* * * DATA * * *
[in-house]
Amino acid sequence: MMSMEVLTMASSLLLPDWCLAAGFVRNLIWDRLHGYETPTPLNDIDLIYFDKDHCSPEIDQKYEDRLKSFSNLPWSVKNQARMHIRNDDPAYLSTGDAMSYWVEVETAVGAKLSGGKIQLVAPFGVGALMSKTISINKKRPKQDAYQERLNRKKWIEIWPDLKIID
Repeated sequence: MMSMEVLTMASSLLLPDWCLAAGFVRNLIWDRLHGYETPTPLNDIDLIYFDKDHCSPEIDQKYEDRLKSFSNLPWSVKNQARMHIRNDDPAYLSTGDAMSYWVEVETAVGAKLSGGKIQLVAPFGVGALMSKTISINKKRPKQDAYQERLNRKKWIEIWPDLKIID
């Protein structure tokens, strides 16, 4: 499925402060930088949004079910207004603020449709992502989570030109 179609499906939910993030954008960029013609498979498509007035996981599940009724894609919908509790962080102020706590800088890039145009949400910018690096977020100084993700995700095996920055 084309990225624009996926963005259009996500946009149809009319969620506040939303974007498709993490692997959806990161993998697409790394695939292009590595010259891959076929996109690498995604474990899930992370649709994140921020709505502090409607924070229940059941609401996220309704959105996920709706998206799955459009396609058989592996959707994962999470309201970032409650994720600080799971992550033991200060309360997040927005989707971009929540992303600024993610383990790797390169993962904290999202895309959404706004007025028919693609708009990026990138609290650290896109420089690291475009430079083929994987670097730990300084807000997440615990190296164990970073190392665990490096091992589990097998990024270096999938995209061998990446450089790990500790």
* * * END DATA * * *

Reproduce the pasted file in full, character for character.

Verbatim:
[in-house]
Amino acid sequence: MMSMEVLTMASSLLLPDWCLAAGFVRNLIWDRLHGYETPTPLNDIDLIYFDKDHCSPEIDQKYEDRLKSFSNLPWSVKNQARMHIRNDDPAYLSTGDAMSYWVEVETAVGAKLSGGKIQLVAPFGVGALMSKTISINKKRPKQDAYQERLNRKKWIEIWPDLKIID
Repeated sequence: MMSMEVLTMASSLLLPDWCLAAGFVRNLIWDRLHGYETPTPLNDIDLIYFDKDHCSPEIDQKYEDRLKSFSNLPWSVKNQARMHIRNDDPAYLSTGDAMSYWVEVETAVGAKLSGGKIQLVAPFGVGALMSKTISINKKRPKQDAYQERLNRKKWIEIWPDLKIID
């Protein structure tokens, strides 16, 4: 499925402060930088949004079910207004603020449709992502989570030109 179609499906939910993030954008960029013609498979498509007035996981599940009724894609919908509790962080102020706590800088890039145009949400910018690096977020100084993700995700095996920055 084309990225624009996926963005259009996500946009149809009319969620506040939303974007498709993490692997959806990161993998697409790394695939292009590595010259891959076929996109690498995604474990899930992370649709994140921020709505502090409607924070229940059941609401996220309704959105996920709706998206799955459009396609058989592996959707994962999470309201970032409650994720600080799971992550033991200060309360997040927005989707971009929540992303600024993610383990790797390169993962904290999202895309959404706004007025028919693609708009990026990138609290650290896109420089690291475009430079083929994987670097730990300084807000997440615990190296164990970073190392665990490096091992589990097998990024270096999938995209061998990446450089790990500790």